Real world computing project

While completing Computing Units 1 and 2, our class, led by Dr McIver and Mr Rajewski, had the opportunity to engage in real-world computing projects that were designed to benefit researchers from Monash University. The aim was to create software that would assist teams from either Neuroscience, Sleep or Eco Campus with visualising or sorting their data.

Our team - consisting of Zoe, Tij and George - worked collaboratively on building a program that would assist the Neuroscience researchers.

When initially determining how to undertake a project such as this, the first step is to understand what data we were receiving as inputs. The researchers were studying Rhythmic Whisking, a process in which mice use their whiskers to detect which objects are in their surroundings and from there, have the ability to discriminate between a range of different materials.

The researchers were conducting experiments on how different types of stimuli trigger neuron firings in the brain of the mice. Every time a neuron fired, a timestamp was recorded, and this could be associated to the different objects the mouse's’ whiskers touched. The neuroscientists were looking at density of neuron firing versus time for the different stimulus - the more neuron firings at a specific moment, the more likely that those reactions had to do with the Rhythmic Whisking.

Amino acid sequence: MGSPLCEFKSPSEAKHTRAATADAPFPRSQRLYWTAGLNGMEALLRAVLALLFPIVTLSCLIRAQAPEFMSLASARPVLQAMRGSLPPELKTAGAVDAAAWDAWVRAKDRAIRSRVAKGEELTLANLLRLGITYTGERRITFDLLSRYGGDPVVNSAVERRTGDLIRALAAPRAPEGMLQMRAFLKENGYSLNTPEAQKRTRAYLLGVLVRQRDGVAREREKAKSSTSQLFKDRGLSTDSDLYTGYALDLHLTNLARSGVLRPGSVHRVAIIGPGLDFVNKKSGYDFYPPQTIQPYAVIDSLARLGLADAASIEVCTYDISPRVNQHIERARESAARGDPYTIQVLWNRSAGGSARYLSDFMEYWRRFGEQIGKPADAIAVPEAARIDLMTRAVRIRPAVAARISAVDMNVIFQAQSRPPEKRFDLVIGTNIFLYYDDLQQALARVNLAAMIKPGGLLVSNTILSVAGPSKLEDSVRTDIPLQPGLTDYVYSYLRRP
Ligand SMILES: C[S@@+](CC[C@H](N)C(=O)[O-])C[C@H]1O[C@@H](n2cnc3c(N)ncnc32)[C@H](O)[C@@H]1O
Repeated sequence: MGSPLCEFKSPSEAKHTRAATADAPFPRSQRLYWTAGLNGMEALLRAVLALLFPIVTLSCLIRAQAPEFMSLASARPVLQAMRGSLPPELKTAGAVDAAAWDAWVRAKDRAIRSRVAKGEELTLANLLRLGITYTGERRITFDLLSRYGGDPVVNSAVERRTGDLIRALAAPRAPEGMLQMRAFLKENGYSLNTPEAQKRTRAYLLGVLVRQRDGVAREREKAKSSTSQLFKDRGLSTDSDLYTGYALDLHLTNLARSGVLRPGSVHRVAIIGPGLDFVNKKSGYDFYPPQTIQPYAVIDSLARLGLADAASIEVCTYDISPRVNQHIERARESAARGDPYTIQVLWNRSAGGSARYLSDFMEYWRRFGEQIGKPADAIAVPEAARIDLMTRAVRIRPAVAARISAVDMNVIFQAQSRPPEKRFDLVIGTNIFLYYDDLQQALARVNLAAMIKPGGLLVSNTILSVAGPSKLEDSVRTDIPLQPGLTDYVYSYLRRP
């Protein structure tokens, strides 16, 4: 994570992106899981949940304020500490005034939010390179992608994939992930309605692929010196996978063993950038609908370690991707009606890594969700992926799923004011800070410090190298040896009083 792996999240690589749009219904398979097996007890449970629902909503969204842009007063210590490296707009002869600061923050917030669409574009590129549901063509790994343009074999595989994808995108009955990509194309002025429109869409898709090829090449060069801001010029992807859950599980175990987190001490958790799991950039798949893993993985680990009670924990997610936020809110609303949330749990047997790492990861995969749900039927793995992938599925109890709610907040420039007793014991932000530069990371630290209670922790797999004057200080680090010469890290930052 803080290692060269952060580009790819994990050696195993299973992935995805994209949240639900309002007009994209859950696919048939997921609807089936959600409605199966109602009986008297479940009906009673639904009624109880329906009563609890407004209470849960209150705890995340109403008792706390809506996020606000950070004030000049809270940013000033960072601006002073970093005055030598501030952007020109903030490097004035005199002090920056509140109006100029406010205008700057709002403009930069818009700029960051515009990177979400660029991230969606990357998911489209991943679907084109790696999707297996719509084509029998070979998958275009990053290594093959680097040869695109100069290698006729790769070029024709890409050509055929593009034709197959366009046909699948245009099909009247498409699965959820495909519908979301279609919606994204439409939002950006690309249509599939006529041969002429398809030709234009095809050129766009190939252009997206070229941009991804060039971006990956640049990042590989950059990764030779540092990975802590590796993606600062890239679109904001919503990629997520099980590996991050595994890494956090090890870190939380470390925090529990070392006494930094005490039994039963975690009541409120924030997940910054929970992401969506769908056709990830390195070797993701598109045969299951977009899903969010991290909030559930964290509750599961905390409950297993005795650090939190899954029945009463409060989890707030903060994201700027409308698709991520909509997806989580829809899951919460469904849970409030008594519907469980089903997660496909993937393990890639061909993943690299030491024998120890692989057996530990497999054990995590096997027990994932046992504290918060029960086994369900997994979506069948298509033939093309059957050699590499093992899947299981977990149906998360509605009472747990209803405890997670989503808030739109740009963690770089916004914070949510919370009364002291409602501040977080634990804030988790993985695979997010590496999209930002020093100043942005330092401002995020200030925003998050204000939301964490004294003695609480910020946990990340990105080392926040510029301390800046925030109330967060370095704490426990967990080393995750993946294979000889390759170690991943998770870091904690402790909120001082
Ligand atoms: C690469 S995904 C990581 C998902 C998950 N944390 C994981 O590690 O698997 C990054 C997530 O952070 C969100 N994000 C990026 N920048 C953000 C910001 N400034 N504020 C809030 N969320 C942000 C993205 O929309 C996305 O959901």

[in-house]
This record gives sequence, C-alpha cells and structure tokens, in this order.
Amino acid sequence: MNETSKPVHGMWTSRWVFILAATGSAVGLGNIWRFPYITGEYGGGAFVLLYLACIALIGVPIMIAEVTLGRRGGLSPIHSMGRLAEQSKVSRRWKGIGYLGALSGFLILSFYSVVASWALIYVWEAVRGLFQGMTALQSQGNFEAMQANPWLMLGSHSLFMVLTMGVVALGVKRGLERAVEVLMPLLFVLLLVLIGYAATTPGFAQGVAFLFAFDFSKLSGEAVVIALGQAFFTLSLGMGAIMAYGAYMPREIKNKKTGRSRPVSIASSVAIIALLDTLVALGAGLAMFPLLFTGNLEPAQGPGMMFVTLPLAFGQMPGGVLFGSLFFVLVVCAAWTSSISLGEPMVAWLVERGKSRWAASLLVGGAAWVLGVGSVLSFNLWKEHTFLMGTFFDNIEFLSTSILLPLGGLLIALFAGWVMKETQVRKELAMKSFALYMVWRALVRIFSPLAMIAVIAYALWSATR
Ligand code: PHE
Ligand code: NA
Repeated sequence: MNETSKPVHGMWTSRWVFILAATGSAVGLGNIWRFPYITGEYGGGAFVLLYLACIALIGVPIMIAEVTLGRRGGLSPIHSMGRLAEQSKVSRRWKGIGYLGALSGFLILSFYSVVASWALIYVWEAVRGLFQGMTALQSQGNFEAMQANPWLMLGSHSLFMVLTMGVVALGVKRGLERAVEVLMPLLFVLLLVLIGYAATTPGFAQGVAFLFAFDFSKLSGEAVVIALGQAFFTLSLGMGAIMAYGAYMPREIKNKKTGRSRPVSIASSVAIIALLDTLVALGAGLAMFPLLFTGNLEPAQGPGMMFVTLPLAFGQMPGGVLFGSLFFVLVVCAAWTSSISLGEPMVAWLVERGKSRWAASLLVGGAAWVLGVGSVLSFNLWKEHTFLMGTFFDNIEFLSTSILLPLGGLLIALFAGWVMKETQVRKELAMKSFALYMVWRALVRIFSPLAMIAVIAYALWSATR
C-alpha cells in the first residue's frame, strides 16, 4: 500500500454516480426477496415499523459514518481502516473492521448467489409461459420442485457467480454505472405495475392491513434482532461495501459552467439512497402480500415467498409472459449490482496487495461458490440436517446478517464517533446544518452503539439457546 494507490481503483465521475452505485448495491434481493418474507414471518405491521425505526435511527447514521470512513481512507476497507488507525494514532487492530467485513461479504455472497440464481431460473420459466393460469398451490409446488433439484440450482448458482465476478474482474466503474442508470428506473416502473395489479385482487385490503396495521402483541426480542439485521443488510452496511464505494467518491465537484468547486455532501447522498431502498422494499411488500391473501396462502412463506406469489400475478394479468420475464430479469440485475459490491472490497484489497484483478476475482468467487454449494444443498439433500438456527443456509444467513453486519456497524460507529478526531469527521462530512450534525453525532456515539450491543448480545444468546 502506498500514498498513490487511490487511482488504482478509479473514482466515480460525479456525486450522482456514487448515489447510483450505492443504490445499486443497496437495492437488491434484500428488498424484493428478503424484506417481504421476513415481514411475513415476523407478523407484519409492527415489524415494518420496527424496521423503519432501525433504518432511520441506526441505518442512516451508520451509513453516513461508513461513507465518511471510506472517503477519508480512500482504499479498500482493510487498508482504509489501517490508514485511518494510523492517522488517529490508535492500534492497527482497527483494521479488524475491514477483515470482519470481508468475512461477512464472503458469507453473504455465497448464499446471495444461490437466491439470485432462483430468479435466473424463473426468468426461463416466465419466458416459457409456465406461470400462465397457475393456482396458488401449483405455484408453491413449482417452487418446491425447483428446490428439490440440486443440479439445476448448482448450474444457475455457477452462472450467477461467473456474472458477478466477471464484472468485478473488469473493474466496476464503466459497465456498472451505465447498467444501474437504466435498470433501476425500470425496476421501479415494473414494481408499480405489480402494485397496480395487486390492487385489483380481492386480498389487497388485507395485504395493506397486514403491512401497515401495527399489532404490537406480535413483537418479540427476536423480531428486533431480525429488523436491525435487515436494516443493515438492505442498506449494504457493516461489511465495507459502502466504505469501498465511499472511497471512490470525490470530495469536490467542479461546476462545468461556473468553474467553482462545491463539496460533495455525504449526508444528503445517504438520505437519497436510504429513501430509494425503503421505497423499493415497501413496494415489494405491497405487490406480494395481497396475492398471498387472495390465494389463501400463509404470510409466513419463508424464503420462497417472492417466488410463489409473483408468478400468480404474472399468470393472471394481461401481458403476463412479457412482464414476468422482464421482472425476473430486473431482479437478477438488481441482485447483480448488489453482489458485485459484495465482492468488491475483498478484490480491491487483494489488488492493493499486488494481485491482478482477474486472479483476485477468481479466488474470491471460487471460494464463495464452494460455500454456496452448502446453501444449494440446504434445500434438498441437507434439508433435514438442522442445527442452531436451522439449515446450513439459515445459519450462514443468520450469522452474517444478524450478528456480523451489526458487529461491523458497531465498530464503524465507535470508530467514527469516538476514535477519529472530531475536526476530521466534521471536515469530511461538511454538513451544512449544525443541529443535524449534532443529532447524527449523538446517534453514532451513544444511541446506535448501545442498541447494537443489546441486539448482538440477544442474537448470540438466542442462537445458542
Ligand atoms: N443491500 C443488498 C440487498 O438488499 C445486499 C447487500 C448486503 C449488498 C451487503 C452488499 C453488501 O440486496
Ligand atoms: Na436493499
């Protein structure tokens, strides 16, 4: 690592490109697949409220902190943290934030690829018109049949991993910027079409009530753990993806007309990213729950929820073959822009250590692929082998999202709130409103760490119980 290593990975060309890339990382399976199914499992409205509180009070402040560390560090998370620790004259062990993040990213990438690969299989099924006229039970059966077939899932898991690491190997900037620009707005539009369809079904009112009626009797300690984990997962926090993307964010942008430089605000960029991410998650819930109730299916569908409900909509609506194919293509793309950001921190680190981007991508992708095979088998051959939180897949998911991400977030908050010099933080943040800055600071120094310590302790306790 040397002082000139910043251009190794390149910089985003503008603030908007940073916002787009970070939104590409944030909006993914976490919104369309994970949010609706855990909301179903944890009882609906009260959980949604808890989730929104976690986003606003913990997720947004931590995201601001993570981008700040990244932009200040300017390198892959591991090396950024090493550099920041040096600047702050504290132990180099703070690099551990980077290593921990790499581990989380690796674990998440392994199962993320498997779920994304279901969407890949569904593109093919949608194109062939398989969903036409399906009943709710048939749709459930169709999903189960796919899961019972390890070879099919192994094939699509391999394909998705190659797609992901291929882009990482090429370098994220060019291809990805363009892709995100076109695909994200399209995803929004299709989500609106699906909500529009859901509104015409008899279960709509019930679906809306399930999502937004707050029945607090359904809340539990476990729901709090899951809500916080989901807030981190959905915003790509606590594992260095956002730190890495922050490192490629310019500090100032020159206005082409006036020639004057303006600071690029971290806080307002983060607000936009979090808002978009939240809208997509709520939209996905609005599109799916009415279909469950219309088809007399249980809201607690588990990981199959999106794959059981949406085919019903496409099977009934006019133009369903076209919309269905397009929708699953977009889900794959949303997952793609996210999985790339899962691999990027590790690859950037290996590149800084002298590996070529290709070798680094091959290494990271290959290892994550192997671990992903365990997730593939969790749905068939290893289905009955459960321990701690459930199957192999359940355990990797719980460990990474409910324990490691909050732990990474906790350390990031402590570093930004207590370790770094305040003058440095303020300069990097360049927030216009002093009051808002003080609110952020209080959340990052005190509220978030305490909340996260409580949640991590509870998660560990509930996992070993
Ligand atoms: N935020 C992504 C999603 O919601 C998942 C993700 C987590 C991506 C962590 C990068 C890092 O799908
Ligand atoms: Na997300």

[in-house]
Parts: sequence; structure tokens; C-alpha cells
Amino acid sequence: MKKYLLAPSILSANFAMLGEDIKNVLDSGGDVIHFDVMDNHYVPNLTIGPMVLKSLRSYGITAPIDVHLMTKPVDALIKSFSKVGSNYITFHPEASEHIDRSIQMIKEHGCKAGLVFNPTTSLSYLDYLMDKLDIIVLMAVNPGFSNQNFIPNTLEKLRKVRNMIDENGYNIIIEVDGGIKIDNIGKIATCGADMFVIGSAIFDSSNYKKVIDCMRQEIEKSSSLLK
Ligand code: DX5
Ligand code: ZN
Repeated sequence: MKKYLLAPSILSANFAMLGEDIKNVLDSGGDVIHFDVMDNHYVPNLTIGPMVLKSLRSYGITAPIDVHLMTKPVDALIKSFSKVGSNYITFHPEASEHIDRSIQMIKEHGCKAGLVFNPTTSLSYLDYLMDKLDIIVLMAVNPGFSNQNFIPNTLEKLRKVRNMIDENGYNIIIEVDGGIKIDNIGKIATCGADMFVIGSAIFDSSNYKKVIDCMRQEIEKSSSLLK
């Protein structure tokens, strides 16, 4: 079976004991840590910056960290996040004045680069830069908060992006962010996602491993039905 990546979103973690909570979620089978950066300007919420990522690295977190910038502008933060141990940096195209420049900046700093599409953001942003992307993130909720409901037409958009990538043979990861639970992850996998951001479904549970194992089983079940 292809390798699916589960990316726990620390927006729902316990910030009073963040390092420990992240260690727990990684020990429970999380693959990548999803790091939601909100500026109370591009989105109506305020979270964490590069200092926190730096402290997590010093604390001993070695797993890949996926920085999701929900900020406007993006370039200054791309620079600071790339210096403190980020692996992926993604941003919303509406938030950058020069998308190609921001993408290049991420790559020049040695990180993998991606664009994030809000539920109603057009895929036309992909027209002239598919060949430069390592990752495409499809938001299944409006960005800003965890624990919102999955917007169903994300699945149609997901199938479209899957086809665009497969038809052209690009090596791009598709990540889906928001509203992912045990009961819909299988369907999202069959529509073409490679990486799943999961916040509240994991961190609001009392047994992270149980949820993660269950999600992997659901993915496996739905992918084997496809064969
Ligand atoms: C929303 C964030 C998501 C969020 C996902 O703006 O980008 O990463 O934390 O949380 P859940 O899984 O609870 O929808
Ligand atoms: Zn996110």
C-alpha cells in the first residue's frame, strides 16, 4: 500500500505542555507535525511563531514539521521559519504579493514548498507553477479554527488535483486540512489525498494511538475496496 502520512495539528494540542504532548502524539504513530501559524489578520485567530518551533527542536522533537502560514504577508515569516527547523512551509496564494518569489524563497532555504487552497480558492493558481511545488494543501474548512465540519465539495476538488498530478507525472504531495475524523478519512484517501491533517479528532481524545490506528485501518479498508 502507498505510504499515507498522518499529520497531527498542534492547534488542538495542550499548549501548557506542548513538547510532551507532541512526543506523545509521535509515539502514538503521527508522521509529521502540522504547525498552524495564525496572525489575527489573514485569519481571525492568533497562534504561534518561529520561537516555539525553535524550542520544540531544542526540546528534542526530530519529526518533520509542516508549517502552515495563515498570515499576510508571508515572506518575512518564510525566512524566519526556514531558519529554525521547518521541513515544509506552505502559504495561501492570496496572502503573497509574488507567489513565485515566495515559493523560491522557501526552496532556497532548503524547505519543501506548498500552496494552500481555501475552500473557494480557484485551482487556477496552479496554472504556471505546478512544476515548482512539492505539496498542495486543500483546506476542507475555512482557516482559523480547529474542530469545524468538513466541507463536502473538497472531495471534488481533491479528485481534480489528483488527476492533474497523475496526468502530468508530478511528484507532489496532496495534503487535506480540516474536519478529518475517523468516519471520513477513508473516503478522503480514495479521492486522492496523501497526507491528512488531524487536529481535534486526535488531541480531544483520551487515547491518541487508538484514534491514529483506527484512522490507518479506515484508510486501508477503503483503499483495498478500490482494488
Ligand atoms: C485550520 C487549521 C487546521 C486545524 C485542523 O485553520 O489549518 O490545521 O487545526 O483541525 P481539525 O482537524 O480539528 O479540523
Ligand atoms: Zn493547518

Running these tests hundreds of times for multiple different stimuli left the researchers with copious amounts of data that would take them hours to sort and plot. Our team decided that we wanted to shorten the data sorting and graphing time, creating a program that would automatically be able to do these things within a matter of seconds.

Using a coding language called Python, we were able to create a program that processed the large amounts of data and generated both a heat map and a scatter plot to visually represent the data provided. To get to this point though, we faced many challenges, such as converting the data contained in Matlab files to a useable file format. This was a challenge as none of us had previously used Matlab and hence initially struggled with making sense of the data. 


However, once we passed this stage, we were able to look into many modules and form our graphs using the data set. Finally, we built a user interface to provide the Neuroscience team with graphing options, and allowed them to upload a file of their choice into the software to generate their chosen plot.


After completing this software, we were able to present our finished program back to the researchers to demonstrate the capabilities of the program. Our program was well liked, and the neuroscientists have decided to use it for their research. They will now use our program for visualisation assistance and to help come to conclusions in their understanding of their research.

Our team will now further collaborate with them to provide them with any other features that they may require. 

The ability to work on a real world project was a fun and amazing experience that allowed us to better our coding skills. It has given us the opportunity to participate in a task that can make a difference to scientific research, and has given us an insight into the sort of work that we can pursue in the future.

-       Zoe Freihofer, Tij Sharma and George Jose

Neuroscience group JMSS